In Praise of Spam Complaints

Best Practices, Email Marketing

Complainers. Who needs them? Besides, you’re sending email with great offers or valuable information that people should want. And if people really don’t want your email, they should just unsubscribe. Amiright?

If you as an email sender have ever noticed an uptick in spam complaints after your campaigns, you’ve probably had similar thoughts as above. It’s very easy for anyone to hear or read the word “complaint” and immediately think, “the squeaky wheel gets the grease.”

The phrase “spam complaint” can feel like an even bigger slap in the face. After all, the email you are sending is nothing like the malicious scams you see in your spam folder.

However, as an email marketer, these complaints aren’t really an insult to your brand. Rather, they are an effective instrument that enables you to improve and maximize your email program.

Learning to listen to, rather than fight against, spam complaints is a key skill of advanced email marketers.

Think of this skill like email judo where, instead of opposing the force coming at you, you take in the momentum of your opponent and use it to your advantage. To do this, you first need to know what these complaints are telling you.

What your spam complaints mean

The most important factor contributing to email marketing success is whether or not you are sending wanted email. When recipients open or click links in your messages, those are signals that, for the most part, indicate someone likes what you’re sending. Spam complaints, on the other hand, are telling you and the inbox providers that your email is unwanted. Understanding that signal is one thing. Determining why your email is unwanted is another (and quite a bit harder).

Typically speaking, recipients report a message as spam based on only a few criteria such as:

  • Whether or not they recognize the brand as one they’ve signed up to hear from
  • How easy or hard it is to unsubscribe from the messages
  • How relevant/irrelevant they feel the content, subject line, or both are

For more background on why recipients report messages as spam, email expert Chad White at Litmus has posted a nice report on the subject.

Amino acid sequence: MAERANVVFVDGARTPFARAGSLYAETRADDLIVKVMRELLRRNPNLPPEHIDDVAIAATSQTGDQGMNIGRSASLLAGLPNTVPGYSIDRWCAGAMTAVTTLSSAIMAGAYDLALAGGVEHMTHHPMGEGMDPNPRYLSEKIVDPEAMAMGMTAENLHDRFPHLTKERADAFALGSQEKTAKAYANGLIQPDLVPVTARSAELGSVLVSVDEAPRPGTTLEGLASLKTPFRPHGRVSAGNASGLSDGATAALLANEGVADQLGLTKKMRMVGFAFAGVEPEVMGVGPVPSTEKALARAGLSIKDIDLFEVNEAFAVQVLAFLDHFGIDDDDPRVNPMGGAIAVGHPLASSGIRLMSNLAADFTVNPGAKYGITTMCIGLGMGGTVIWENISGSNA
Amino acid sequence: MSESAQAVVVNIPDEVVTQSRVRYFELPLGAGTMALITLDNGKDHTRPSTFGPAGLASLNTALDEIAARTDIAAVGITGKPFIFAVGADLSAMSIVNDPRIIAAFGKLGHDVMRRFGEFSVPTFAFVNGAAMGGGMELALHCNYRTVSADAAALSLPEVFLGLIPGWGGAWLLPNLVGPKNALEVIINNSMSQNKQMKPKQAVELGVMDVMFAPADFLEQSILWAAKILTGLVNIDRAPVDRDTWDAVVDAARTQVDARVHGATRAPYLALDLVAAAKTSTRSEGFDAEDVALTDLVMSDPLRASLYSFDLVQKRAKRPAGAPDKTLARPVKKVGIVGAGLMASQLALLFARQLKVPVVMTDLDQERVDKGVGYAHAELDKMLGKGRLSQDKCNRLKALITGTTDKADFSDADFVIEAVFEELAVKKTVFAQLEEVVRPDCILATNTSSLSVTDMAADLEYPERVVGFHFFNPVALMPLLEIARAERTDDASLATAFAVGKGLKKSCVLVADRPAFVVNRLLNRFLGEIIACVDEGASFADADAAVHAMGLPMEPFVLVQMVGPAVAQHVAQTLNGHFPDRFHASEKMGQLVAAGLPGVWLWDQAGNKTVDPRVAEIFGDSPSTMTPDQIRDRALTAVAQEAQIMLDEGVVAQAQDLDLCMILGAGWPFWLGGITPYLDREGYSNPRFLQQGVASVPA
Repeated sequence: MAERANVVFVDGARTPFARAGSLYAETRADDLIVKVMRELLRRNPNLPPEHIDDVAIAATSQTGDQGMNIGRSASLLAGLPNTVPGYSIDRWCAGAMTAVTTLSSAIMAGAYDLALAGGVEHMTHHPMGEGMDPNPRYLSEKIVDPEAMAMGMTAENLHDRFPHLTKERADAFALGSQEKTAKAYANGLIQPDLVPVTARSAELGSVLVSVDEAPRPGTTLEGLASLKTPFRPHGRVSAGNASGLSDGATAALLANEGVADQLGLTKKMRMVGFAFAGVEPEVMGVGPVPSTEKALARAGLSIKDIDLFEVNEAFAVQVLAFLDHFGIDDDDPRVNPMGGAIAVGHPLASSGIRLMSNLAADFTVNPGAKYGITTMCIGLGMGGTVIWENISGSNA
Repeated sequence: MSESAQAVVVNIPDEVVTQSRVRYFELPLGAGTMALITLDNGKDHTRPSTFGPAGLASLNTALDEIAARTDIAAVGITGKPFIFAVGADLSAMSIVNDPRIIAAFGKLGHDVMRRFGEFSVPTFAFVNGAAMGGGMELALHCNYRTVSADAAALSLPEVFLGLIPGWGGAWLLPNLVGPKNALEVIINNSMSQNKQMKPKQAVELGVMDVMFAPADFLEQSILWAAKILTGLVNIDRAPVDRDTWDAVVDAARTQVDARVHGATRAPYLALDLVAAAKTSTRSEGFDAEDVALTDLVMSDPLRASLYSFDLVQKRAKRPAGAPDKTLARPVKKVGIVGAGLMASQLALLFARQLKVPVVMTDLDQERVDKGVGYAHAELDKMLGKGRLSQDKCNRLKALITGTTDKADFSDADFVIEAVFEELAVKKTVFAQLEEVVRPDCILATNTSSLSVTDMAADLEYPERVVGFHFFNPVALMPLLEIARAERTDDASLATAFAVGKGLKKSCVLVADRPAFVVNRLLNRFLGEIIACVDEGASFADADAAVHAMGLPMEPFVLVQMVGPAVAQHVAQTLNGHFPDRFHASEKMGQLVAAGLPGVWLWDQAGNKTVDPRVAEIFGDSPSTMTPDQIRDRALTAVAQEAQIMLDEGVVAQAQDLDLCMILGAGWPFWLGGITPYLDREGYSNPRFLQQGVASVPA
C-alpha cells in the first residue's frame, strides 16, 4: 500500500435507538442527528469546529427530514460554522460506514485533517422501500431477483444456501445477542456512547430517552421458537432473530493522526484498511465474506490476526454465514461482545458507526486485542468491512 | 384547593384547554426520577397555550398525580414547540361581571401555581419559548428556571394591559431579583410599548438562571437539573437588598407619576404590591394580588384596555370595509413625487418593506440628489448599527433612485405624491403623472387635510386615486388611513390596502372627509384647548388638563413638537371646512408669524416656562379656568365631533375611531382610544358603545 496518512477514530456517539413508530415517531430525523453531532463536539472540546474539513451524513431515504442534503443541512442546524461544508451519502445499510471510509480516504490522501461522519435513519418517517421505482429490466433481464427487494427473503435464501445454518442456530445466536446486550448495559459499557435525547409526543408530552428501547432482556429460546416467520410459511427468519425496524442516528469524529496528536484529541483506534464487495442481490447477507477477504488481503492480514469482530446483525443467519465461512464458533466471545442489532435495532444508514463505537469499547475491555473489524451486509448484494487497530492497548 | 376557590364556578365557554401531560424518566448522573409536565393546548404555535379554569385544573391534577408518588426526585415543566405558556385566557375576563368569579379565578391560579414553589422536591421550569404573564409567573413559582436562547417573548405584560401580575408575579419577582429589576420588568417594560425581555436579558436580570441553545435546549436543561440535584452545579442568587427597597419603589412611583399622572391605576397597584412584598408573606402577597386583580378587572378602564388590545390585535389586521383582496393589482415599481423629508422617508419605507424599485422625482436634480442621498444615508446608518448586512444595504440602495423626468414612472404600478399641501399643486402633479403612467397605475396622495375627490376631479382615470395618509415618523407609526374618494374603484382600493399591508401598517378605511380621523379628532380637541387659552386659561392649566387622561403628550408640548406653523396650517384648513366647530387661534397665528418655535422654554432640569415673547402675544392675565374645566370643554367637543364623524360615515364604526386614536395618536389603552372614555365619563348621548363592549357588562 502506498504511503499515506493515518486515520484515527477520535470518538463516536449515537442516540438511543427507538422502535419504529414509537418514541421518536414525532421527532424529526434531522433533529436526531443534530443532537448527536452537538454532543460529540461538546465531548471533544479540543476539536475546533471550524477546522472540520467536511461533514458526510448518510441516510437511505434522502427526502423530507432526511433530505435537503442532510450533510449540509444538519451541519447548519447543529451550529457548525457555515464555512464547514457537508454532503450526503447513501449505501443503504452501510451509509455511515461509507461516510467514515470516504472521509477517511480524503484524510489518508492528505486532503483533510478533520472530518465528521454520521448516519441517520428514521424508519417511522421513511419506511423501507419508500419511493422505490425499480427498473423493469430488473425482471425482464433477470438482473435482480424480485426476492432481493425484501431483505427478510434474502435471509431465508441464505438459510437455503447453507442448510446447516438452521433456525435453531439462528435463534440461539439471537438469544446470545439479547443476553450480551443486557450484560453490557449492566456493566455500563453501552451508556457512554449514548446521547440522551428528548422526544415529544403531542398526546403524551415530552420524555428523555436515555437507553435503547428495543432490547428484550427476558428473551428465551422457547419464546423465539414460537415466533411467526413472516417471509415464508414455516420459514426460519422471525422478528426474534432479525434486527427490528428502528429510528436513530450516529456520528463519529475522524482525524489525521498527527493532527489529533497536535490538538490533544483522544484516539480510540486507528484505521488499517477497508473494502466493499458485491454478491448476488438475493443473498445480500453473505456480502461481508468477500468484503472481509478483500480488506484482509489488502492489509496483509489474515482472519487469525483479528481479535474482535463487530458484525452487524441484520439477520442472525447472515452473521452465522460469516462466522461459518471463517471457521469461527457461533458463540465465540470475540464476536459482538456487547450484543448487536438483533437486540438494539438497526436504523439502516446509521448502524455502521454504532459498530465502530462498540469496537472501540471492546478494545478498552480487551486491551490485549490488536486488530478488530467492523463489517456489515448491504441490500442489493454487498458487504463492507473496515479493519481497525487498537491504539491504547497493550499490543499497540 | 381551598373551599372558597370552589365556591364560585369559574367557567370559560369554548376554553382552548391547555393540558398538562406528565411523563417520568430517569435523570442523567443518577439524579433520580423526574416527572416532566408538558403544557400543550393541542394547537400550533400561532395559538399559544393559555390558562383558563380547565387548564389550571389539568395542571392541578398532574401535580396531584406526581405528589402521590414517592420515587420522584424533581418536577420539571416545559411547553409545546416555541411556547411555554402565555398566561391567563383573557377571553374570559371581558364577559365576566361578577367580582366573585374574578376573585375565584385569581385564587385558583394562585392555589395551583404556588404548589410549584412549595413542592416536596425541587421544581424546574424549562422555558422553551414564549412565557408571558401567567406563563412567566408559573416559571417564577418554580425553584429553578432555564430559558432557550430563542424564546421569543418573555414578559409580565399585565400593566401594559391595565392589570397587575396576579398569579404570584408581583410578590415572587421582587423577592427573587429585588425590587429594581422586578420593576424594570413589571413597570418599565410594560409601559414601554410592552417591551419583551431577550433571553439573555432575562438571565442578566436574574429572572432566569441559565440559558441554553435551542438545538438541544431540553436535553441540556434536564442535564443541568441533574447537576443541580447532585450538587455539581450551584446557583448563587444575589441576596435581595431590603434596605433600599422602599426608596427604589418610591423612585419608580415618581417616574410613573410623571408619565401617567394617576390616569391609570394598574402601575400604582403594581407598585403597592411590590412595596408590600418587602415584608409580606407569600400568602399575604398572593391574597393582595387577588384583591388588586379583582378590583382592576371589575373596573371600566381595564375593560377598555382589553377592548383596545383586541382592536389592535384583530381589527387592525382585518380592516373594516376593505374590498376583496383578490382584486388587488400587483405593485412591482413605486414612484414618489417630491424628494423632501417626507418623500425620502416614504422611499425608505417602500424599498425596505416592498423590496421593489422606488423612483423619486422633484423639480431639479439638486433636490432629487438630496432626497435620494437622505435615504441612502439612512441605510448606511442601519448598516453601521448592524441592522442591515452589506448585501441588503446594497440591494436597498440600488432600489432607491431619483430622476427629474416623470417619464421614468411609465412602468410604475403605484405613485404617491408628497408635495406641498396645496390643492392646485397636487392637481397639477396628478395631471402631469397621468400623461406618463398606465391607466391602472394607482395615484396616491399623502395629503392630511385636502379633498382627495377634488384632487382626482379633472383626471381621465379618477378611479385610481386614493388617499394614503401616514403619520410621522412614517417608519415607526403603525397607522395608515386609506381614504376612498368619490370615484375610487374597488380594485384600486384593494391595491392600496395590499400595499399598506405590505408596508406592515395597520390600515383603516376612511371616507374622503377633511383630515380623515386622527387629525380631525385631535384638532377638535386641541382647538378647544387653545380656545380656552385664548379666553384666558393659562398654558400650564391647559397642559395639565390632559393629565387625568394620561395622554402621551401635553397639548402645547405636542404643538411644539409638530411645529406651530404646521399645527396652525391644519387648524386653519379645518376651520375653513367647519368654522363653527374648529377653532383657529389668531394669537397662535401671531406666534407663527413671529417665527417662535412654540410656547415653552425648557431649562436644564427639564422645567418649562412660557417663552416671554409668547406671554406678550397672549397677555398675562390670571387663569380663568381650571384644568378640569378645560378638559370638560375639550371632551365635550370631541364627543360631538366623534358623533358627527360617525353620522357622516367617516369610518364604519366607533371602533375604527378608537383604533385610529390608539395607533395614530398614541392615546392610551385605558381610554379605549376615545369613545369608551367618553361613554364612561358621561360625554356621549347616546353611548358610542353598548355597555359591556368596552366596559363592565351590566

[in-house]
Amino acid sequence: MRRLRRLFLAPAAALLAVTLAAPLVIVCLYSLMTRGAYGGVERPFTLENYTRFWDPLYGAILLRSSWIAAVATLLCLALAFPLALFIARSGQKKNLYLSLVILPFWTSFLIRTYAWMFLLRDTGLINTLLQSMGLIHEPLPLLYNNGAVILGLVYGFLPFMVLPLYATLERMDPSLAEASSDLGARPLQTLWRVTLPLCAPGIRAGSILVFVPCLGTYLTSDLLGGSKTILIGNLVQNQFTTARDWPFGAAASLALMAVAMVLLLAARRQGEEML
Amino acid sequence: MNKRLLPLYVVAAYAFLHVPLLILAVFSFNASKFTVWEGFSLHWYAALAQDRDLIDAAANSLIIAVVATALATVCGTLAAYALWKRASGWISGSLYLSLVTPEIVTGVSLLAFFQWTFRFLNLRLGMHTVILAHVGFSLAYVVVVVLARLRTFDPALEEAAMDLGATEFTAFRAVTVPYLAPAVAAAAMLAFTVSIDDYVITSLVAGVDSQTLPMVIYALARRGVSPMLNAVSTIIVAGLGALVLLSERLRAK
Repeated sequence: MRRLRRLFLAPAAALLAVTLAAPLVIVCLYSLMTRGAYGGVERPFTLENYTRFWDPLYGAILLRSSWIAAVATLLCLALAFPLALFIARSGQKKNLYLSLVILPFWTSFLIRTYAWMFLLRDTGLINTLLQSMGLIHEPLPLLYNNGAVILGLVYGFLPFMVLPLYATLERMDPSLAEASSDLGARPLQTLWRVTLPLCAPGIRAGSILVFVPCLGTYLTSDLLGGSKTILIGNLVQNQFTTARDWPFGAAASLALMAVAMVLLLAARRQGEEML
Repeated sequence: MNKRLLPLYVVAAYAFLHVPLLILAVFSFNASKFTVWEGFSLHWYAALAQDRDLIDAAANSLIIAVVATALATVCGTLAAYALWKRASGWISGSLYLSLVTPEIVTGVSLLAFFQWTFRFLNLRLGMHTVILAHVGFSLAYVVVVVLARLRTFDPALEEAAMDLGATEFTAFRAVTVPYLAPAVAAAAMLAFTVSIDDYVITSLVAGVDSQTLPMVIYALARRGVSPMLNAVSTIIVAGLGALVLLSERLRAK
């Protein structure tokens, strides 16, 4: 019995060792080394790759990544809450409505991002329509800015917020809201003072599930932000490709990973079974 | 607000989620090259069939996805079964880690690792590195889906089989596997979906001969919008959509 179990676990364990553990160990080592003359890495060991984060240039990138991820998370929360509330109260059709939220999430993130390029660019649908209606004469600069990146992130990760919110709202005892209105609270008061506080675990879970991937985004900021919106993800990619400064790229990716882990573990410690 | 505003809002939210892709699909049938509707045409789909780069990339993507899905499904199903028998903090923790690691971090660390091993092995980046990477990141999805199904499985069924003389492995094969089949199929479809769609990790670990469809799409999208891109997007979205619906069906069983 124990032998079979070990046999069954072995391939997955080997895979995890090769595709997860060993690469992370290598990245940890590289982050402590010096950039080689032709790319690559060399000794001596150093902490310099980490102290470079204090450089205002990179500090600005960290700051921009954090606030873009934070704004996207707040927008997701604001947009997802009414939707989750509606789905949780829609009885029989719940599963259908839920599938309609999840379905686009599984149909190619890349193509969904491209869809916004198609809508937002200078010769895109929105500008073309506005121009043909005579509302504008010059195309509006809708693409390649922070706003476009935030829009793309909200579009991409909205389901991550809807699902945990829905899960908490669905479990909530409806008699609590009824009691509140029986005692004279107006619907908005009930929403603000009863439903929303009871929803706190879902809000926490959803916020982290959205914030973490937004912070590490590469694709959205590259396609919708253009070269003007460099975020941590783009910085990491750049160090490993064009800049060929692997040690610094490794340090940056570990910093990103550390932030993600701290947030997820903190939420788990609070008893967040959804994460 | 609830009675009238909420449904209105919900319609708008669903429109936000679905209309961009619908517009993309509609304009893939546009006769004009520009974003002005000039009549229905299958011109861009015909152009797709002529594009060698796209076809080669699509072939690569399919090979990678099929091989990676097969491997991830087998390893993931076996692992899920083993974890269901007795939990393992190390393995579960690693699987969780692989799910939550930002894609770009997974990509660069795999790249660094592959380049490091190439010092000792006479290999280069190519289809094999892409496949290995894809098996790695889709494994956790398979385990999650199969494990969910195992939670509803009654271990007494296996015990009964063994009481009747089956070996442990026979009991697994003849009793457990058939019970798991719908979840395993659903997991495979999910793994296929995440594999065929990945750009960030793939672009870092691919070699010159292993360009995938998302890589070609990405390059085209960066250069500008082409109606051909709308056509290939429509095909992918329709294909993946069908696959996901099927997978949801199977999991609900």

Email address collection methods

Whenever I assist a sender with spam complaint issues, the first thing I look at is how the email addresses were collected. Examining the sign-up process quite often gives you the most valuable insights into why recipients might report your messages as spam. When evaluating your sign-up process, ask yourself:

  • Does this process clearly and accurately set the subscriber’s expectations as to what type of content they are signing up to receive?
  • Is it clear to the subscriber “who” they are signing up to hear from?
  • Does the sign-up process clearly set proper expectations as to how often subscribers will receive email from you?
  • Is the sign-up process properly secured to prevent abuse from bots or automated sign-up attacks?

If there are any points that can be tweaked to be more clear to the subscriber or more accurately set their expectations, those improvements will help mitigate instances of your subscribers feeling like your email is spam.

Content review

Once the sign-up process has been evaluated and optimized, the next thing I encourage senders to examine is their content. When evaluating your content in relation to spam complaints, I suggest asking:

  1. Is the opt-out mechanism hard to find for subscribers? Could it be more prominent or accessible? (an opt-out is always better for you, as a sender, than a spam complaint)
  2. Does the content being sent accurately match what the subscriber was requesting when they signed up to hear from you?
  3. Do you send a welcome email to subscribers as soon as they sign up? Do you ask recipients to confirm their subscription?
  4. Are you sending email at a frequency that could be overwhelming subscribers? Does your frequency match the expectations your sign-up process sets?
  5. Are you utilizing personalization in your subject lines? If not, can you?
  6. Are you using ALL CAPS in your subject lines or lots of exclamation points!!!!!?
  7. Is the content you are sending, or the subject lines you use, repetitive?
  8. Is your content optimized for mobile?

For more information, advice, and specific strategies on how to grow your email list the right way, check out our interactive How To Grow Your Email Marketing List guide.

Takeaways

Ultimately, inbox providers are striving to only allow wanted email to the inbox. When they see your campaigns generating too many spam complaints (in general, inbox providers expect to see a rate of spam complaints no more than 0.08%.), they will begin filtering your messages directly to the spam folder.

You, as a sender, are not able to control how recipients react to your messages. However, you are able to control the manner in which subscribers sign up to hear from you and how you communicate with those subscribers.

When someone signs up for your email program, they are not giving you a blank check to do with their email address as you wish. Rather, they are entering into a relationship with you. Examining those pieces you control to make sure that you are fulfilling, and not abusing, the subscribers’ expectations is key to building a strong relationship with your subscribers and mitigating spam compliant issues.

 


Will Boyd
More Posts by Will
Will has spent the last 5 years in the email delivery world helping senders get their messages to the folks that want them. Having spent most of his life in his home state of Tennessee, Will is loving the ‘real’ mountains of Colorado and lack of humidity. When he’s not thinking about email delivery, Will is an avid blues music fan and amateur blues historian. "